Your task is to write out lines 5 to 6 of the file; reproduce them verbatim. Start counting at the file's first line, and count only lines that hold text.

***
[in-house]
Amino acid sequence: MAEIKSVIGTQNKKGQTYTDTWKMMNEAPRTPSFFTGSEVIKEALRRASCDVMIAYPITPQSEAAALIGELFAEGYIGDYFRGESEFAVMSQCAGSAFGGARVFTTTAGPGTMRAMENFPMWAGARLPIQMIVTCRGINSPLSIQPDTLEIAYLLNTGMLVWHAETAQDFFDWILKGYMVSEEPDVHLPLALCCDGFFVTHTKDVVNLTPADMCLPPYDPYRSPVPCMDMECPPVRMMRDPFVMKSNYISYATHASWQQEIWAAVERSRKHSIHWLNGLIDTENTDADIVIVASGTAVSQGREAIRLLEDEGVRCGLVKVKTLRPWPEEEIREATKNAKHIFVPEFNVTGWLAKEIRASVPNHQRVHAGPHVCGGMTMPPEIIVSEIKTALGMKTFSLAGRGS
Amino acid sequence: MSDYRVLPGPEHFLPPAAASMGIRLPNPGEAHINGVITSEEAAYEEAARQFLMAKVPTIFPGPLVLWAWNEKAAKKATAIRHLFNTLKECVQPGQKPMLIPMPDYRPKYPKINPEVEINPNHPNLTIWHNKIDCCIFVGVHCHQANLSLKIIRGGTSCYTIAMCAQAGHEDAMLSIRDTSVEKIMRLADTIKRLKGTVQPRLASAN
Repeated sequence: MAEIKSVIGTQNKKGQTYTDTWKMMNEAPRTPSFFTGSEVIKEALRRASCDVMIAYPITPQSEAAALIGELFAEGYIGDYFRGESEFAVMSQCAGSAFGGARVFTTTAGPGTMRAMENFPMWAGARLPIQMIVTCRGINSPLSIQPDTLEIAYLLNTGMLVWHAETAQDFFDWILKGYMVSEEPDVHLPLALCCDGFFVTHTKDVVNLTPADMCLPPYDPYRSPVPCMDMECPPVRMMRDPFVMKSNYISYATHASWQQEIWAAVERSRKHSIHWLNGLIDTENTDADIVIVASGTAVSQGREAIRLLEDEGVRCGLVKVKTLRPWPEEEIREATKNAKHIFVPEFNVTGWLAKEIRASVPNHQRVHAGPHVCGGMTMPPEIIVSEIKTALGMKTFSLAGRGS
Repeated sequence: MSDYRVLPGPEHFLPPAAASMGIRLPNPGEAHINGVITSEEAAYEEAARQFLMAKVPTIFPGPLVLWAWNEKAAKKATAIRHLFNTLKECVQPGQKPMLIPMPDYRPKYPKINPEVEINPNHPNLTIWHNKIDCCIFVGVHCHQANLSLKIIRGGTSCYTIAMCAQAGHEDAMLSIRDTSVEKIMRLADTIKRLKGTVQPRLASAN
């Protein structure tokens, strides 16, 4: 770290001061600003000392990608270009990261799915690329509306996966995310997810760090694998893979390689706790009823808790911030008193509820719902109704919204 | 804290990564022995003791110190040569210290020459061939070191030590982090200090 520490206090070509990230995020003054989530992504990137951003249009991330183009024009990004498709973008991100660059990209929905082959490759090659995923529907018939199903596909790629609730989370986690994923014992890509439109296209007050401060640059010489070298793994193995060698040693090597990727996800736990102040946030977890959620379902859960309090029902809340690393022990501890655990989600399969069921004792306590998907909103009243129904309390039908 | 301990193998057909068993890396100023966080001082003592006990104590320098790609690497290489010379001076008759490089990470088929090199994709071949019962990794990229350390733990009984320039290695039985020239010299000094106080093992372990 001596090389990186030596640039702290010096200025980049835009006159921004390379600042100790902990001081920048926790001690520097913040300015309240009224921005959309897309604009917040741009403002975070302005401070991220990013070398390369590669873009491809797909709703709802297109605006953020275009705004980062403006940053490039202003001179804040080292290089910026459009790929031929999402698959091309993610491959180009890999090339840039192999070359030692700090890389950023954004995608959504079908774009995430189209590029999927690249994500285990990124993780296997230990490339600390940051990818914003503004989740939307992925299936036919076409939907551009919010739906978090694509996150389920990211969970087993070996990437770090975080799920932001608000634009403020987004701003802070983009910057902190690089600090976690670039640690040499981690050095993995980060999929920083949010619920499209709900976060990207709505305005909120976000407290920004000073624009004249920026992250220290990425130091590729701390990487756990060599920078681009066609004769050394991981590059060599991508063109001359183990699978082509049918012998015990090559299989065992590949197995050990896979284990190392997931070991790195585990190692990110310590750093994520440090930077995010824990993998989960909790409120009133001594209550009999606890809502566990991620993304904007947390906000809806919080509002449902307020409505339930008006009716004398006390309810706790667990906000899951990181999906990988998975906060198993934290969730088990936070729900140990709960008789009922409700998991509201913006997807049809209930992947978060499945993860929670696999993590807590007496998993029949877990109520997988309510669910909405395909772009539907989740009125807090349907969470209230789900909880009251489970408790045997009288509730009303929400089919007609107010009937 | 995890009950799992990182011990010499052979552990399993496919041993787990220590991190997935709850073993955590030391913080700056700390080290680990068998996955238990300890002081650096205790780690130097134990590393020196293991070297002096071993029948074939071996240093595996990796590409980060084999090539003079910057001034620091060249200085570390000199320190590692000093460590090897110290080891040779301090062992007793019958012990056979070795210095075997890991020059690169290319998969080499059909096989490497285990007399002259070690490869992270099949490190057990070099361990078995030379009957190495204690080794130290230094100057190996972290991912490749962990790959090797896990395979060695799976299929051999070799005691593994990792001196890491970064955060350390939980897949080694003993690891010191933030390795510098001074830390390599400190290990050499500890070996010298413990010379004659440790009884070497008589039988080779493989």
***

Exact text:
Repeated sequence: MSDYRVLPGPEHFLPPAAASMGIRLPNPGEAHINGVITSEEAAYEEAARQFLMAKVPTIFPGPLVLWAWNEKAAKKATAIRHLFNTLKECVQPGQKPMLIPMPDYRPKYPKINPEVEINPNHPNLTIWHNKIDCCIFVGVHCHQANLSLKIIRGGTSCYTIAMCAQAGHEDAMLSIRDTSVEKIMRLADTIKRLKGTVQPRLASAN
């Protein structure tokens, strides 16, 4: 770290001061600003000392990608270009990261799915690329509306996966995310997810760090694998893979390689706790009823808790911030008193509820719902109704919204 | 804290990564022995003791110190040569210290020459061939070191030590982090200090 520490206090070509990230995020003054989530992504990137951003249009991330183009024009990004498709973008991100660059990209929905082959490759090659995923529907018939199903596909790629609730989370986690994923014992890509439109296209007050401060640059010489070298793994193995060698040693090597990727996800736990102040946030977890959620379902859960309090029902809340690393022990501890655990989600399969069921004792306590998907909103009243129904309390039908 | 301990193998057909068993890396100023966080001082003592006990104590320098790609690497290489010379001076008759490089990470088929090199994709071949019962990794990229350390733990009984320039290695039985020239010299000094106080093992372990 001596090389990186030596640039702290010096200025980049835009006159921004390379600042100790902990001081920048926790001690520097913040300015309240009224921005959309897309604009917040741009403002975070302005401070991220990013070398390369590669873009491809797909709703709802297109605006953020275009705004980062403006940053490039202003001179804040080292290089910026459009790929031929999402698959091309993610491959180009890999090339840039192999070359030692700090890389950023954004995608959504079908774009995430189209590029999927690249994500285990990124993780296997230990490339600390940051990818914003503004989740939307992925299936036919076409939907551009919010739906978090694509996150389920990211969970087993070996990437770090975080799920932001608000634009403020987004701003802070983009910057902190690089600090976690670039640690040499981690050095993995980060999929920083949010619920499209709900976060990207709505305005909120976000407290920004000073624009004249920026992250220290990425130091590729701390990487756990060599920078681009066609004769050394991981590059060599991508063109001359183990699978082509049918012998015990090559299989065992590949197995050990896979284990190392997931070991790195585990190692990110310590750093994520440090930077995010824990993998989960909790409120009133001594209550009999606890809502566990991620993304904007947390906000809806919080509002449902307020409505339930008006009716004398006390309810706790667990906000899951990181999906990988998975906060198993934290969730088990936070729900140990709960008789009922409700998991509201913006997807049809209930992947978060499945993860929670696999993590807590007496998993029949877990109520997988309510669910909405395909772009539907989740009125807090349907969470209230789900909880009251489970408790045997009288509730009303929400089919007609107010009937 | 995890009950799992990182011990010499052979552990399993496919041993787990220590991190997935709850073993955590030391913080700056700390080290680990068998996955238990300890002081650096205790780690130097134990590393020196293991070297002096071993029948074939071996240093595996990796590409980060084999090539003079910057001034620091060249200085570390000199320190590692000093460590090897110290080891040779301090062992007793019958012990056979070795210095075997890991020059690169290319998969080499059909096989490497285990007399002259070690490869992270099949490190057990070099361990078995030379009957190495204690080794130290230094100057190996972290991912490749962990790959090797896990395979060695799976299929051999070799005691593994990792001196890491970064955060350390939980897949080694003993690891010191933030390795510098001074830390390599400190290990050499500890070996010298413990010379004659440790009884070497008589039988080779493989």